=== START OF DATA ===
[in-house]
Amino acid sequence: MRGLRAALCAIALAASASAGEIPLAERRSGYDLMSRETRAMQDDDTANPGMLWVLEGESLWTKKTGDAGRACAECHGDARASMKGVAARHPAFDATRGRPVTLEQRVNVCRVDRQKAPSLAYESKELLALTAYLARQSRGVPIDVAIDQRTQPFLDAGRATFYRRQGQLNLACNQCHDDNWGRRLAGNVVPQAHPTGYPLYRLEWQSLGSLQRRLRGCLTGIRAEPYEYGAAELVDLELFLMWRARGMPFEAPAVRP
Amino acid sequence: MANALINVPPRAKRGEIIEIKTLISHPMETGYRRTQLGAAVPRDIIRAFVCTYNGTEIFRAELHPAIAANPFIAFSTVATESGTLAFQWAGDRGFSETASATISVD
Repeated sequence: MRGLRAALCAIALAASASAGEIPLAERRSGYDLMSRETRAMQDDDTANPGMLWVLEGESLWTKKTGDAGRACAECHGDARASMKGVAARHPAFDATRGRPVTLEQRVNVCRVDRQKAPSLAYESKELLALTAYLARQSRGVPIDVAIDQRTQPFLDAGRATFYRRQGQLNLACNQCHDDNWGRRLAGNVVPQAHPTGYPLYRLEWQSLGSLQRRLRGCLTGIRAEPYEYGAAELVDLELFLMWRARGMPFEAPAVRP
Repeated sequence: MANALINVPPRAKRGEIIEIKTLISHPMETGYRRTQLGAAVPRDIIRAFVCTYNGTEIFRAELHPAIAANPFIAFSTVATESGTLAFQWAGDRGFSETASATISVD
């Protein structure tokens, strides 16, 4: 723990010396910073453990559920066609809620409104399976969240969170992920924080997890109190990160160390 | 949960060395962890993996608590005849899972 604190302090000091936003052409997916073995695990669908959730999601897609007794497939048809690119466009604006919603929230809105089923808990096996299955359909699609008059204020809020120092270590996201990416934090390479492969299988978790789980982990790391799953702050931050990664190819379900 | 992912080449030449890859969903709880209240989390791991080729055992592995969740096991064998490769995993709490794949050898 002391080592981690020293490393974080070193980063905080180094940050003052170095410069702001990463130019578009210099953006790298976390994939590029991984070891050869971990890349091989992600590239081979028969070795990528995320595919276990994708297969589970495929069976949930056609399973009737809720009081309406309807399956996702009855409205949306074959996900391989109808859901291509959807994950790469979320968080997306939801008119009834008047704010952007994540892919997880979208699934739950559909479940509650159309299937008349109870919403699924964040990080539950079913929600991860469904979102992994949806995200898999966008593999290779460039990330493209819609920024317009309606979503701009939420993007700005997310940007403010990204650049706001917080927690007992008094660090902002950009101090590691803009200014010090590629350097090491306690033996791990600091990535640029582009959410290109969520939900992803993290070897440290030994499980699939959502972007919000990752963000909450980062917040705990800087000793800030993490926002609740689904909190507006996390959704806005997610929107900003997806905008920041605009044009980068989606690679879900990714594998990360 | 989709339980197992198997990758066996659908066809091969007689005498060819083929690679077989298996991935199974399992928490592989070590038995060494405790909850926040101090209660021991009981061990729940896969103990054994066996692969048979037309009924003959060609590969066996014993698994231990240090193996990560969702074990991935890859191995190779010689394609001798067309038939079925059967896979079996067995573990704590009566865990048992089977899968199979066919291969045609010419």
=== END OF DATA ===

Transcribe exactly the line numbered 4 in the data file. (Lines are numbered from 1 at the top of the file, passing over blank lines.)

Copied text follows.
Repeated sequence: MRGLRAALCAIALAASASAGEIPLAERRSGYDLMSRETRAMQDDDTANPGMLWVLEGESLWTKKTGDAGRACAECHGDARASMKGVAARHPAFDATRGRPVTLEQRVNVCRVDRQKAPSLAYESKELLALTAYLARQSRGVPIDVAIDQRTQPFLDAGRATFYRRQGQLNLACNQCHDDNWGRRLAGNVVPQAHPTGYPLYRLEWQSLGSLQRRLRGCLTGIRAEPYEYGAAELVDLELFLMWRARGMPFEAPAVRP